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Xplorer: Not Just a Pretty Open-Source File Manager!

For a change, do you want to a try a new file manager? Xplorer is an interesting project to look at!

xplorer

One of the most important parts of a GUI-equipped operating system is what kind of file manager it ships with; this can be a make it or break it factor for many.

It is that way because the file manager allows a user to manage their files and folders with ease, without the need to run commands in the terminal to do basic tasks such as copying stuff.

With this first look, I focus on showcasing a cross-platform file manager, Xplorer that looks and feels very modern. Let's begin!

🚧
This project is still in its beta development stage. Expect bugs and issues.

Xplorer: Overview ⭐

a screenshot of xplorer about menu

Powered by the Tauri framework, the file manager uses Rust for the backend, and TypeScript for the frontend to give users a unique experience.

Some of its key features include:

  • Cross-Platform
  • Highly Customizable
  • Support for Multiple Tabs

Initial Impressions 👨‍💻

I fired it up on an Ubuntu-equipped system by using the available AppImage package. It booted up nicely, and I was greeted with a pretty looking “Home” page.

There was a sidebar with all the usual folders and locations arranged neatly with chic looking icons.

a screenshot of xplorer

I then went on to check out the multiple tabs functionality, it worked as one would expect it to. From the contextual (right-click) menu, I was able to open the “Wallpapers” folder in a new tab that I could easily switch to.

a screenshot of xplorer open in new tab feature

Even checking the properties of a file/folder was nice, it showed me important info related to it such as the size, file path, file type, and important dates/times.

a screenshot of xplorer file folder properties feature

This was something that I liked the most, it is a file preview feature that shows you the preview of a file before opening it. There were two ways to access it, one by right-clicking on a file and selecting “Preview”, the other was via a keyboard shortcut: “Ctrl+O”.

This feature supports the previewing of files such as images, text, video, markdown, and even most programming languages with syntax highlighting.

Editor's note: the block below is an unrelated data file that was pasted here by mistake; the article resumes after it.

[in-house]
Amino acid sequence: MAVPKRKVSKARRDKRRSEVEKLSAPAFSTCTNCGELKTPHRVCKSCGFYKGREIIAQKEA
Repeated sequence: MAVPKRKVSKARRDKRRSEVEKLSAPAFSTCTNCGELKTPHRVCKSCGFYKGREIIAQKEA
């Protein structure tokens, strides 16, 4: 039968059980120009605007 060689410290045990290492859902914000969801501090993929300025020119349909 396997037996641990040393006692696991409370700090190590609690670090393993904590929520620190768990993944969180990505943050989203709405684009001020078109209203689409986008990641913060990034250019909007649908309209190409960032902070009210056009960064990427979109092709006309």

a screenshot of xplorer file preview feature

You can tweak the appearance of Xplorer to quite some extent, there are options to switch the app theme, tweak the font size/window transparency, settings for the file preview feature and more.

There is also the possibility for you to create and use a custom theme, more about this can be found in the official documentation.

a screenshot of xplorer app theme changer

There are other settings under the “Preference” menu you can tweak for making the usage experience truly yours. It has options for handling hidden files, system files, changing the mouse clicking behavior and more.

You can access this and the appearance stuff from the “Settings” menu found at the bottom of the sidebar.

a screenshot of xplorer preferences menu

With what I saw during my use, the overall experience seems okay. But, there are also a few bugs, take for instance the contextual menu that comes up after right-clicking.

When I tried using the “Open the Terminal” option, it refused to launch the terminal emulator on my system.

I will admit, Xplorer is long ways from being one of the best file managers for Linux, but I think, you can do something about that.

💡
The Xplorer project can use some contributors, if you are interested, do give its GitHub repo a visit; and maybe the project will evolve to give us a great file manager experience!

Suggested Read 📖

15 Best File Managers and File Explorers for Linux
Looking for file managers and explorers for your distro? Here are some of the best options!

📥 Download Xplorer

Xplorer is available for Linux, Windows, macOS. You can head over to the official website to get the latest package for the system of your choice.

💬 What do you think of Xplorer? Prefer something else as your file manager? Let us know!


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